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The PEOPLE of the State of New York, Respondent, v. Jalil MILES, also known as Jungle, Appellant.

    Decided: July 10, 2014

Before: LAHTINEN, J.P., McCARTHY, ROSE, LYNCH and DEVINE, JJ.M. Joe Landry, for appellant, and appellant pro se. Robert M. Carney, District Attorney, (John R. Healy of counsel), for respondent.

Appeal from a judgment of the Supreme Court (Milano, J.), rendered September 19, 2011 in Schenectady County, upon a verdict convicting defendant of the crime of criminal possession of a weapon in the second degree (two counts).

In March 2010, defendant, Michael Capers, Virgil Terry and codefendant Dashaun Terry were allegedly armed with several handguns as they drove along a street in the City of Schenectady, Schenectady County en route to a party. They slowed and struck up a conversation with a group of pedestrians. At some point, insults were exchanged, including derogatory comments reportedly directed at Catoria Pittman whose brother, Alphonzo Pittman, was among the many teenage pedestrians in the immediate vicinity. Alphonzo Pittman issued a challenge for a fist fight and the group of four in the vehicle exited to the street as others gathered around. The incident quickly escalated and a series of shots were fired, with both Alphonzo Pittman and Virgil Terry sustaining fatal bullet wounds. Defendant and Dashaun Terry were charged together in a multicount indictment, and Capers was separately indicted. Charges against defendant included, among others, murder in the second degree (two counts) and criminal possession of a weapon (six counts). Dashaun Terry accepted a plea deal and testified against defendant. A jury acquitted defendant of some of the charges, but found him guilty of two counts of criminal possession of a weapon in the second degree. He was sentenced to two concurrent 15–year prison terms plus five years of postrelease supervision. Defendant appeals.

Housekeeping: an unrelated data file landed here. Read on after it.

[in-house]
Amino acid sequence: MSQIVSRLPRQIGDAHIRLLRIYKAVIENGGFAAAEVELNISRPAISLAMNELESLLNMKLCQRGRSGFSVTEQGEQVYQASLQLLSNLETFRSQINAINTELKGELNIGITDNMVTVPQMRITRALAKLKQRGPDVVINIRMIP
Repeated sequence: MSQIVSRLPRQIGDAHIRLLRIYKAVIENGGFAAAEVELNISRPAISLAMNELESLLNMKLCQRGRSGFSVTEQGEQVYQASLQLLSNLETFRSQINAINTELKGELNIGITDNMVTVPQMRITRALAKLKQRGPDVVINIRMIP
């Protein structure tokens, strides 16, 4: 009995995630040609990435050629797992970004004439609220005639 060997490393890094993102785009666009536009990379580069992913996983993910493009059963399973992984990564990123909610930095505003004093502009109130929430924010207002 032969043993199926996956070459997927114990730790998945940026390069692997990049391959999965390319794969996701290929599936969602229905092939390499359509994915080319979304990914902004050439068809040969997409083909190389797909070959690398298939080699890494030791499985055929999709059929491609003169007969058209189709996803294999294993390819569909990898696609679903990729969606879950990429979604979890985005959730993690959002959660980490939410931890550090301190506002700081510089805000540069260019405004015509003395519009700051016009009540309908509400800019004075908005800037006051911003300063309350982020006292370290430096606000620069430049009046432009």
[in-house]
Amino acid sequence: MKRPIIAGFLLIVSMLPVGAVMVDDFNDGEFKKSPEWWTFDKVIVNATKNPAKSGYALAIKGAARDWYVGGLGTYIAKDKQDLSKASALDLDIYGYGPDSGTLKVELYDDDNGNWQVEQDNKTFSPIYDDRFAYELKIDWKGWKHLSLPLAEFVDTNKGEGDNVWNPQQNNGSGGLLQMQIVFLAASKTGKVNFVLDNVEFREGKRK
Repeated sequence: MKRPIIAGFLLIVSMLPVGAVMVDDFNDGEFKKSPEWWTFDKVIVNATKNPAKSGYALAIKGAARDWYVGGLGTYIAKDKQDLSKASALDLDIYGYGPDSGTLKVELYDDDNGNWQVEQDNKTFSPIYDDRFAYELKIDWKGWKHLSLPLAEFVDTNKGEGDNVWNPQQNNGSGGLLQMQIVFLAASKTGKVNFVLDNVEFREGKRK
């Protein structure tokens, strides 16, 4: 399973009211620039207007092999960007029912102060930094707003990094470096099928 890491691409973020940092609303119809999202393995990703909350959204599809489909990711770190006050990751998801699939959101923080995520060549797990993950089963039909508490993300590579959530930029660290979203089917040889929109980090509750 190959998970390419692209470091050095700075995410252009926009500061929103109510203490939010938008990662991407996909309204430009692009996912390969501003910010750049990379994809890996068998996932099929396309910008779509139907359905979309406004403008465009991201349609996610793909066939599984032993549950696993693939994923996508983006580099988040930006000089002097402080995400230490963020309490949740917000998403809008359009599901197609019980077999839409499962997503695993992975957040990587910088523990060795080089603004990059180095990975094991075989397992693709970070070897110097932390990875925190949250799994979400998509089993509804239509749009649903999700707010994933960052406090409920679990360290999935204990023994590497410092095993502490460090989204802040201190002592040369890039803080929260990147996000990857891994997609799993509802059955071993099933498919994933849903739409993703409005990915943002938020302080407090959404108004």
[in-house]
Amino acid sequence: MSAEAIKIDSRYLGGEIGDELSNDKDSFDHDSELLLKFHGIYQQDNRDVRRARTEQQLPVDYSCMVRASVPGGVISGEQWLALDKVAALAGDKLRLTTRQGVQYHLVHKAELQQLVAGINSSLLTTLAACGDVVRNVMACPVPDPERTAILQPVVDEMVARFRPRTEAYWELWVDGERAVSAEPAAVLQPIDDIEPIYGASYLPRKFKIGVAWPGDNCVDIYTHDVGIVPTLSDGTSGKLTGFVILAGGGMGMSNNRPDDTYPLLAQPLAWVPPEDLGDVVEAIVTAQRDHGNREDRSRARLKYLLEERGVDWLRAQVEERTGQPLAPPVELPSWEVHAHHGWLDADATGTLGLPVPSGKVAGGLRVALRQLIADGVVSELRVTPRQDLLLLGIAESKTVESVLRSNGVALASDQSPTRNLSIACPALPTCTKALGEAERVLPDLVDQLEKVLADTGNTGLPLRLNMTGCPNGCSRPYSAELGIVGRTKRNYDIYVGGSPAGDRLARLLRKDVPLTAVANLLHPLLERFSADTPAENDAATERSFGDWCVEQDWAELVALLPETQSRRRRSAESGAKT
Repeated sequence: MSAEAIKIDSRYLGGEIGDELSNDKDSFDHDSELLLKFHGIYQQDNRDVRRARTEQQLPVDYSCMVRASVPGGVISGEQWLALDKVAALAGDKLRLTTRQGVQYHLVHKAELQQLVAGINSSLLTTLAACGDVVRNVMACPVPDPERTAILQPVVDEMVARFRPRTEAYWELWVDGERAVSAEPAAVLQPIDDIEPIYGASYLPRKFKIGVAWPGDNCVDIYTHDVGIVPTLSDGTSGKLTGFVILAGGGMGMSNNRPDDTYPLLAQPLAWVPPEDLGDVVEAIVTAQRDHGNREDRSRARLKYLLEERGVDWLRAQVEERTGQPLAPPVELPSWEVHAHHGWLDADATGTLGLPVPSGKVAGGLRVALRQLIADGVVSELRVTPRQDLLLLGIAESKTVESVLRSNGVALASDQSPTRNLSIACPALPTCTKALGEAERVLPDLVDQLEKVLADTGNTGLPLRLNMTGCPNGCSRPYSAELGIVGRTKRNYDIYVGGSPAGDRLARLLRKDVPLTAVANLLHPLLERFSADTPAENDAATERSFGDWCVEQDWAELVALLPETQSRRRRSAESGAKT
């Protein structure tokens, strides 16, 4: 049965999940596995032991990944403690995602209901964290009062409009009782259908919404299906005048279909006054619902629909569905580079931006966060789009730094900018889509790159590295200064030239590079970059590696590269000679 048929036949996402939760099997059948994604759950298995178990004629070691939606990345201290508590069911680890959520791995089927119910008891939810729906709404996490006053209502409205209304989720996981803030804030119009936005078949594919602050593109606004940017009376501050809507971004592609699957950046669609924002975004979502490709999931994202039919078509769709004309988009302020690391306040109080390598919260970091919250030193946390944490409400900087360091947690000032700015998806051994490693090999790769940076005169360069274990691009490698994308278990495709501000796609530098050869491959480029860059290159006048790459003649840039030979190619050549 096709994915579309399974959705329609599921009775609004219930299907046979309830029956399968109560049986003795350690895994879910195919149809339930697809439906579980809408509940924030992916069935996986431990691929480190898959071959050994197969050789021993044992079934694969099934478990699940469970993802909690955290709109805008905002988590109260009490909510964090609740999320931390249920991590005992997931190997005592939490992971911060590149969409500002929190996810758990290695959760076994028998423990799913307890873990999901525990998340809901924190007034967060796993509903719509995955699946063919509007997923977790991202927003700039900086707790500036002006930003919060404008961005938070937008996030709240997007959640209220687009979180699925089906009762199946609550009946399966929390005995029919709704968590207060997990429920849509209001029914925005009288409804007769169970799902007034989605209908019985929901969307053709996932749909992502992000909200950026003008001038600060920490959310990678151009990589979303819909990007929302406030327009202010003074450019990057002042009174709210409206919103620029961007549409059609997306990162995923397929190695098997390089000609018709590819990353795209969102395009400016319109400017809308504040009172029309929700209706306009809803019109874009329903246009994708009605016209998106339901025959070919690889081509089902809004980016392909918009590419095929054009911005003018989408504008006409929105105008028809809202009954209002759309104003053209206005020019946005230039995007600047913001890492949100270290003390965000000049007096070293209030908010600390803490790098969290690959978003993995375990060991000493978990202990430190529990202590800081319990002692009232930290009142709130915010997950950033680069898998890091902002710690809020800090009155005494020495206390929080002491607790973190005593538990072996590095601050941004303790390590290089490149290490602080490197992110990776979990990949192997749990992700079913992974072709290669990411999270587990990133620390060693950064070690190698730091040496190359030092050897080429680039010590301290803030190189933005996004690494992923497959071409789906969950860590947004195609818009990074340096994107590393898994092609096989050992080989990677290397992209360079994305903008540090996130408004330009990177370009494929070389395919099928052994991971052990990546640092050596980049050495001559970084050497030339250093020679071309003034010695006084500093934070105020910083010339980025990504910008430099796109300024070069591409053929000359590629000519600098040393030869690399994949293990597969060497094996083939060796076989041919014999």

Defendant contends that the convictions were not supported by legally sufficient evidence. We are unpersuaded. To support the two counts of criminal possession of the weapon in the second degree of which defendant was convicted, “the People were required to prove that defendant possessed a loaded firearm in a place other than his home or business (see Penal Law § 265.03 [3] ), and that he possessed a loaded firearm with intent to use it unlawfully against another person (see Penal Law § 265.03[1][b] )” (People v. Hawkins, 110 AD3d 1242, 1242 [2013], lv denied 22 NY3d 1041 [2013] ). The extensive evidence at trial included, among other things, Dashaun Terry testifying that he saw defendant and Capers shooting handguns, with defendant's gun pointed in the direction of Alphonzo Pittman as Capers shot toward the crowd. Catoria Pittman recalled that defendant had a gun in his hand, and it looked to her like he was firing it as she observed a jerking-back motion by his hand. Another witness described flashes of light coming from the person standing in the location where defendant was standing. Witnesses who were unable to identify the shooters nonetheless recalled repeated shots being fired, and evidence indicated that only members of defendant's group were armed. Defendant fled before police arrived and, later that evening, a witness claimed to have overheard defendant telling his mother that it was an accident. A person incarcerated with defendant following his arrest testified that defendant acknowledged that he shot a gun during the incident.